ZML Didaktik / Innovative Learning Scenarios

Are we social artists?

Posted on: November 11, 2011

I continue to think about Nancy White’s week about social artists and was searching for an explication of “social artist”. I asked Etienne Wenger as recommended on his website for his four essays on key components of the learning capability of social system, including “Social learning spaces,” “Learning citizenship,” “Social artists,” and “Learning governance.” And he sent them to me immediately!

I was very happy and started to read them with focus on the expression “social artist”. I have a certain problem with the word “artist”. From my basic education I’m theoretical physicist and I believe and hope that I’m “creative” in planning my virtual rooms, developing concepts and challenging the learners but I’m no “artist”. And during Nancy’s week I perceived that the social artists have to do with “arts” – there were particpants drawing pictures, composing music – I never could do this.

But in Wenger’s article a social artist is a person “enabling social learnig spaces”. And that’s my job – and I love to do it.

So I invited my colleague Natasa to reflect with me Wenger’s definition of social artists as we both design virtual learning spaces and are trained eModerators by Gilly Salmon. In these weeks Natasa moderates a training course about social media which takes place in fb whereas I support students of our master study degree of Social work in their online socialisation course at the beginning of their studies.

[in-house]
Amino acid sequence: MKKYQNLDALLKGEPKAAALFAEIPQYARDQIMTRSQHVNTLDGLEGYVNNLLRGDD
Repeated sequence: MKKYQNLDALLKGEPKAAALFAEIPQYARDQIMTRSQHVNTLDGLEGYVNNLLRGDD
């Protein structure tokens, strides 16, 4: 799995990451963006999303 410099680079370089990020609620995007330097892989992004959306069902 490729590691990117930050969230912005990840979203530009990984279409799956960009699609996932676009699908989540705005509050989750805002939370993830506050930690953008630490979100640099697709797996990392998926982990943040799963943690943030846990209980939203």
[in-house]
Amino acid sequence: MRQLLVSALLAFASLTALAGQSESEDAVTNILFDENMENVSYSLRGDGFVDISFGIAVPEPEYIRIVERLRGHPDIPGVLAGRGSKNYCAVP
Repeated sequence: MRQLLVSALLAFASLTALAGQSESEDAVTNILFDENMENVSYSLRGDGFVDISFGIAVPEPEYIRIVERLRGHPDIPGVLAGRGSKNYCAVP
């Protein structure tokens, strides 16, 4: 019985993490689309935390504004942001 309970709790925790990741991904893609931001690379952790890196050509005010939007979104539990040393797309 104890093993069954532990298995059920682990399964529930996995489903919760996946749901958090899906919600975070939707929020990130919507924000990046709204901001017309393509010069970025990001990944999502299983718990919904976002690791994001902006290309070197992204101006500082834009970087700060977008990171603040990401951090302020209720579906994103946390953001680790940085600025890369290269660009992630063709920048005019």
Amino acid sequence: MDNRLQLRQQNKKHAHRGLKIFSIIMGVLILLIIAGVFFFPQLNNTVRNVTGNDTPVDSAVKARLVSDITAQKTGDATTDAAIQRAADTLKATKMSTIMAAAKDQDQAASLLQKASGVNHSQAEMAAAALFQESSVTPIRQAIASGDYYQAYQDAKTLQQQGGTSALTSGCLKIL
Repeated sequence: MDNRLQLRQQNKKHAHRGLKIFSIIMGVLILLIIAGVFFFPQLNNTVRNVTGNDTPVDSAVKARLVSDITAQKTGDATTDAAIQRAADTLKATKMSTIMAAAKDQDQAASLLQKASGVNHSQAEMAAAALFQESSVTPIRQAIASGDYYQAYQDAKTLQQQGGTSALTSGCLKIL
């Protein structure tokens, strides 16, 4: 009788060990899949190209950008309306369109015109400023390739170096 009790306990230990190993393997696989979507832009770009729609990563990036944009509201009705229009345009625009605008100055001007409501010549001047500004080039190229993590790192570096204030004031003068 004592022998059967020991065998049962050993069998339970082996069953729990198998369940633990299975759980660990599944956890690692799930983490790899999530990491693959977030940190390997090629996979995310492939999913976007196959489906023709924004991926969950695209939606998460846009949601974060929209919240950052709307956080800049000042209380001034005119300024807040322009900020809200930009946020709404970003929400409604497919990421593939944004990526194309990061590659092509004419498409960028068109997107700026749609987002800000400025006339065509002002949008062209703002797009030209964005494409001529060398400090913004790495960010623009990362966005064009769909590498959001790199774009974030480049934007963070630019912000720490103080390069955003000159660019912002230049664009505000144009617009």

We discussed Wenger’s paradoxes in the life of a social artist:

Social artists network because there is something they care about, some new learning they want to enable.

Yes, we do! We want to irritate and challenge people and make them reflect their learning processes until now to help them experience new ways of learning – democratic, open, playful, reflective ways.

Social artists have a genuine intention to create a collective learning process.

Yes, starting in 1998 (when our institute started) we believed in shared learning processes and designed collective learning scenarious.

Social artists care that people feel ownership of their learning spaces.

We care about supporting our participants and students in being self-directed and going their own way, defining their own objectives, finding their learning spaces.

Social artists are patient with social processes, they do not seek control.

Uffa, it is not easy to be patient and Natasa said that she is struggling with being patient whereas in my opinion she has a lot of patience with her course participants. We do not seek control but want to facilitate and support the learners. We try to be as open as possible in the perception of different ways of learning, other velocities, other attitudes with regard to learning. We reflect what we observe in our virtual groups and learn a lot during our courses.

Social artists can tolerate chaos, dissension and negotiation.

Yes, we can but it is not easy. It means to be patient, to have confidence into the virtual groups, and to support them to survive these periods.

Social artists inspire people to do things these people never thought they would do and end up feeling good about it.